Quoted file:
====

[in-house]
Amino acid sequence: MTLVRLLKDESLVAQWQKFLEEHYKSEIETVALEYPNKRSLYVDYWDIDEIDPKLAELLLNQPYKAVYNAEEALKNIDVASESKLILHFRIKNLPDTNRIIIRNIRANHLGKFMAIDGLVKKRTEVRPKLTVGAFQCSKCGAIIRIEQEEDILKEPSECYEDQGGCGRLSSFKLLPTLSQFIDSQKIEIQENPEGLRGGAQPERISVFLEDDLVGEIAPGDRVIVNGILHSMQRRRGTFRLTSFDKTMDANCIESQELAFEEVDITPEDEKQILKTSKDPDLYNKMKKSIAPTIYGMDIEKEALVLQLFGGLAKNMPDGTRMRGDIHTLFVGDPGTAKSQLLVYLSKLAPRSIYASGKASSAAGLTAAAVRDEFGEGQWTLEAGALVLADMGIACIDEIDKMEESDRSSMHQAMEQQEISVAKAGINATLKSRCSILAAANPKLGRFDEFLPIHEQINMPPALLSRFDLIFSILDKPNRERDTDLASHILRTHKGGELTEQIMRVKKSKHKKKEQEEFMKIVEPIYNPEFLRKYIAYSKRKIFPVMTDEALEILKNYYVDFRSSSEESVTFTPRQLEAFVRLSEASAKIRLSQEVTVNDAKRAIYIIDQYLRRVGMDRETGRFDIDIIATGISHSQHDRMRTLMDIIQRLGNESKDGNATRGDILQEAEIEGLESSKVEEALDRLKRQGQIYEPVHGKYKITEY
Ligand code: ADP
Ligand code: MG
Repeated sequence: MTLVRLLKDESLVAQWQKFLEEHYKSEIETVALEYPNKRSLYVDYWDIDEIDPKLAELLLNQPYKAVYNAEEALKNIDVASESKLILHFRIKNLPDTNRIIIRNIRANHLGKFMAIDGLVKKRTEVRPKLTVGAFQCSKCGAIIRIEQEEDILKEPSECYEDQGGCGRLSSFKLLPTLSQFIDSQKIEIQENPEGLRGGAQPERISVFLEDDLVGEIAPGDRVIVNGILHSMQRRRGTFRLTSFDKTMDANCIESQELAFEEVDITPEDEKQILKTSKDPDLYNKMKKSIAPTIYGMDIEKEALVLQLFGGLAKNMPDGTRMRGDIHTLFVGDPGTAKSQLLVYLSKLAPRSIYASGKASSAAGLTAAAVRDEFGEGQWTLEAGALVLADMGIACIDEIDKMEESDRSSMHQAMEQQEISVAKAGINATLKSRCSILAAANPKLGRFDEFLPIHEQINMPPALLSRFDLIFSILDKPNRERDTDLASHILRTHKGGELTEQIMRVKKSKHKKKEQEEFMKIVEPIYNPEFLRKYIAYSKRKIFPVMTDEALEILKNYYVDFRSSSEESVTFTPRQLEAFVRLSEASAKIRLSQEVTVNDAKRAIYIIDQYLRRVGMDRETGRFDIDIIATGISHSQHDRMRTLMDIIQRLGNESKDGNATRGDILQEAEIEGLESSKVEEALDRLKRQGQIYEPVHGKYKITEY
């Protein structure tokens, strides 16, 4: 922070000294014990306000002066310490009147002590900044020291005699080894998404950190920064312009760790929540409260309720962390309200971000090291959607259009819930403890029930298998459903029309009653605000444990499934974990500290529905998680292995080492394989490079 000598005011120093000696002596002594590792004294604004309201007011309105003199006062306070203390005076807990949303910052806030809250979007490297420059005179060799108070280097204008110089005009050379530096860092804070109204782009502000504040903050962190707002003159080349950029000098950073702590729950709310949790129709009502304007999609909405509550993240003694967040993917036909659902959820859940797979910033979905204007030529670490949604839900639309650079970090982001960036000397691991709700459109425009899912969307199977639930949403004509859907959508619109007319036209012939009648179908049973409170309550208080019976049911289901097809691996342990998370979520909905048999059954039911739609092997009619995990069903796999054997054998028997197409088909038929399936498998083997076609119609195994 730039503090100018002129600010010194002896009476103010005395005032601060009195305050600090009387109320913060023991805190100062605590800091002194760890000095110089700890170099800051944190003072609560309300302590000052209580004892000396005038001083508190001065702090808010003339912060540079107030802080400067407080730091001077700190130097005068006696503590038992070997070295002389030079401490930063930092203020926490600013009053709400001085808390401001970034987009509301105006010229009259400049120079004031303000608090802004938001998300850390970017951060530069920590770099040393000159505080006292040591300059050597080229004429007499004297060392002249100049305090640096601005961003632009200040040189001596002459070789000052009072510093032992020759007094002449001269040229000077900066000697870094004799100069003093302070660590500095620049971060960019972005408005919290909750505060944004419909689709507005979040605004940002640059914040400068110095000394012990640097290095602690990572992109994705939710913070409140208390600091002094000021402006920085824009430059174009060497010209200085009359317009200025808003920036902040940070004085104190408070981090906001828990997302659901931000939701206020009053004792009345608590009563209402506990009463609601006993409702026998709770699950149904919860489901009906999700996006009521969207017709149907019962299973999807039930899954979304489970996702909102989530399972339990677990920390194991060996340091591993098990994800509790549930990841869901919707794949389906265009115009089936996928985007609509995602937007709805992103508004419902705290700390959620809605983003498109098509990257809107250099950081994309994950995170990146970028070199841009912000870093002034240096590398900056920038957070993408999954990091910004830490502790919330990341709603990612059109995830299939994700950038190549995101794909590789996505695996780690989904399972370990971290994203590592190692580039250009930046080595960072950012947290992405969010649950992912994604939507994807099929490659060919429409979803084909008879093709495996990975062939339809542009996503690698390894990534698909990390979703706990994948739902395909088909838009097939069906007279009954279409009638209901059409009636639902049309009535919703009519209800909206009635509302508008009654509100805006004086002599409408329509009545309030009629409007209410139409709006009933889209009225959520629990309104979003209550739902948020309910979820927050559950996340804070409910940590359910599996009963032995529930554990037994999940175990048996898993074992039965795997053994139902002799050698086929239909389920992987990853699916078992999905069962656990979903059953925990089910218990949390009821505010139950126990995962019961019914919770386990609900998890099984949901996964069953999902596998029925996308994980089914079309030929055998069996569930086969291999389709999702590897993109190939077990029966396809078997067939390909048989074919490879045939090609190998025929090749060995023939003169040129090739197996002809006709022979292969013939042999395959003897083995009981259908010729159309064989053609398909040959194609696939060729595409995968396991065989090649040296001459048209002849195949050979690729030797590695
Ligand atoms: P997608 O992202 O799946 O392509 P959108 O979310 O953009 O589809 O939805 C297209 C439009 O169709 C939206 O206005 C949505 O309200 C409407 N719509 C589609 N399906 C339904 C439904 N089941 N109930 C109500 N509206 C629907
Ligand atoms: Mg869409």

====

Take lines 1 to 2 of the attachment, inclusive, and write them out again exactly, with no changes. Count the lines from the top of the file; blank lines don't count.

[in-house]
Amino acid sequence: MTLVRLLKDESLVAQWQKFLEEHYKSEIETVALEYPNKRSLYVDYWDIDEIDPKLAELLLNQPYKAVYNAEEALKNIDVASESKLILHFRIKNLPDTNRIIIRNIRANHLGKFMAIDGLVKKRTEVRPKLTVGAFQCSKCGAIIRIEQEEDILKEPSECYEDQGGCGRLSSFKLLPTLSQFIDSQKIEIQENPEGLRGGAQPERISVFLEDDLVGEIAPGDRVIVNGILHSMQRRRGTFRLTSFDKTMDANCIESQELAFEEVDITPEDEKQILKTSKDPDLYNKMKKSIAPTIYGMDIEKEALVLQLFGGLAKNMPDGTRMRGDIHTLFVGDPGTAKSQLLVYLSKLAPRSIYASGKASSAAGLTAAAVRDEFGEGQWTLEAGALVLADMGIACIDEIDKMEESDRSSMHQAMEQQEISVAKAGINATLKSRCSILAAANPKLGRFDEFLPIHEQINMPPALLSRFDLIFSILDKPNRERDTDLASHILRTHKGGELTEQIMRVKKSKHKKKEQEEFMKIVEPIYNPEFLRKYIAYSKRKIFPVMTDEALEILKNYYVDFRSSSEESVTFTPRQLEAFVRLSEASAKIRLSQEVTVNDAKRAIYIIDQYLRRVGMDRETGRFDIDIIATGISHSQHDRMRTLMDIIQRLGNESKDGNATRGDILQEAEIEGLESSKVEEALDRLKRQGQIYEPVHGKYKITEY